When meats are exposed to heat, they release sugar and amino acids.
On a quick cook such as steaks, usually the high cooking temperature will provide the elements essential to achieving those crispy nuggets, which are known as the Maillard Effect.
Here’s what needs to be done:
When cooking a steak, for instance, make sure the surface of the meat is absolutely dry.
If not, when the heat hits it you will be steaming the surface of the meat.
After drying the meat with a paper towel, you can sprinkle sugar on the surface and allow the steak to sit so the sugar can penetrate the surface.
At high heat, place the steak on the grill and keep flipping as necessary to achieve that golden brown surface.
On large cuts of meat, because they are cooked low and slow, we will add brown sugar or a layering of seasonings – one of which is high in sugar – to help achieve a nice bark.
Check out our recipes for smoked brisket and pulled pork.
Layering two or three seasonings that complement each other is a powerful, easy and inexpensive way to up the results of your barbecuing cooking. The process is to identify off the shelf seasoning that have some synergy when “layered” one on top of the other. By doing so you are sensitizing all areas of the tongue providing an outstanding and amazing flavor profile. One seasoning can only be one dimensional. Two can quadruple the flavor profile. Three matched perfectly can make for an outstanding flavor profile that will “up” your BBQ experience dramatically without changing anything else.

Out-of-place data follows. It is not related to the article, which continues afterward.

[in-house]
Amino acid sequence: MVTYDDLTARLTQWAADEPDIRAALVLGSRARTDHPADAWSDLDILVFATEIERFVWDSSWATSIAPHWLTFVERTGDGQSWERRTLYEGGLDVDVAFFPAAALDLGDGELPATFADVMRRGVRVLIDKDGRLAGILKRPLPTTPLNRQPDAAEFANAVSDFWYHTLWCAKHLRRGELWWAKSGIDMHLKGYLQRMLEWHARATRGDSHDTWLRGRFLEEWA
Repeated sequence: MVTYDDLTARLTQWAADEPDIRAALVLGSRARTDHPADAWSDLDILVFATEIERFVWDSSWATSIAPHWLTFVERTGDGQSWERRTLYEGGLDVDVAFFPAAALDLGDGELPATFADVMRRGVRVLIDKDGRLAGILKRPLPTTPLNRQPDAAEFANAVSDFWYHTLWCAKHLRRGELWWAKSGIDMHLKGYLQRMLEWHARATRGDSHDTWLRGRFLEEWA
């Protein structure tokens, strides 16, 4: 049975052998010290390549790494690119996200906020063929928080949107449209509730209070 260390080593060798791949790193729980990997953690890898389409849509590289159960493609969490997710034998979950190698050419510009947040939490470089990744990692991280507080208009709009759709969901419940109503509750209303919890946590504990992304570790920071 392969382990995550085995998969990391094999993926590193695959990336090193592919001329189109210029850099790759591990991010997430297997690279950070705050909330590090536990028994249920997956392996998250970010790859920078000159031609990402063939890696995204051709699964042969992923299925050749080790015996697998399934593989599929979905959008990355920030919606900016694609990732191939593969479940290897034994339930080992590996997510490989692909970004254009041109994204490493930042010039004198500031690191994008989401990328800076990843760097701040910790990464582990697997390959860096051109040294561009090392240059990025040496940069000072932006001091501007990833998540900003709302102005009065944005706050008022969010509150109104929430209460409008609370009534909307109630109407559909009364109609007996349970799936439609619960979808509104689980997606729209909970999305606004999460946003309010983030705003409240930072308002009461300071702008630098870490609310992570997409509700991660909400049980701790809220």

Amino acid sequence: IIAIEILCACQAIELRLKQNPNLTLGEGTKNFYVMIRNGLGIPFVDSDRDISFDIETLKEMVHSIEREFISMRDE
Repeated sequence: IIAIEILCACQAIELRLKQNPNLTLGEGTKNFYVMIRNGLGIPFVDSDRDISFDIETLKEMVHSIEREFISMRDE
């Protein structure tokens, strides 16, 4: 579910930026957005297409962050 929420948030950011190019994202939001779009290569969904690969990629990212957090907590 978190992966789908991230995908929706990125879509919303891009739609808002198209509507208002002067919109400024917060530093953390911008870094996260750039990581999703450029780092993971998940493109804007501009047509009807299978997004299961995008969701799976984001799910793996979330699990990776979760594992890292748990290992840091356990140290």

Take for example the “Holy Grail” combination listed in our seasoning combination page. Applying the Obie Cue’s Double Garlic Pepper provides a nice base coat on the meat. Topped with Smokin Guns Hot we get a slight “kick”. When finished off with the sweetness of Meadow Creek’s Black Pepper Rub we offset the heat and provide a nice top surface for carmelization. Once you have achieved a few recipes it will become easier to distinguish which seasonings work and which don’t. For example, we have found that the “fruity” seasonings such as Peach or Pecan Rubs can be “in your face sweet”. To cut this sweetness but still achieve the pleasant taste of these rubs we just layer a half part of Chipotle Rub which takes the edge off the sweetness and calms things down.
Layering your seasonings is a great way of taking some of the seasonings that are sitting unused in your cabinet or those that you may not be “shot in the head” about and getting some utility out of them.
“Difference between a great one and an OK one”
Hamburgers appear to “reign supreme” when it comes to outdoor cooking. We may eat 10 million hotdogs per year but the average American eats 150 hamburgers per year for a total of 50 billion per year. Everybody cooks them and therefore there doesn’t seem to be much forethought as to what they’re comprised of or how they
We tell customers that when it comes to brisket, butts, ribs etc. half the battle of getting good results is the quality of the meat. Low quality meat low quality results. It is the same with hamburger meat.
To understand the quality issue is to understand what you are buying. There is hamburger meat and there is ground beef. The USDA allows processors of hamburger meat to add fat. Fat is not allowed to be added to ground beef. With that being said, you may elect to purchase the ground beef over the hamburger meat but remember you still need a certain amount of fat to make a good burger.
We recommend the following, avoid either if you can. With either one you never know what part of the cow you are buying, how old it was, was the meat frozen etc. Remember, the USDA does not inspect meat unless it travels over State lines. Some States have State inspectors but that doesn’t necessarily guarantee high quality meat. You can be getting anything from the head to the a-s. Most butchers have scruples and will grind up better parts of the cow than a processor so they are your best friend when it comes to getting good quality meats.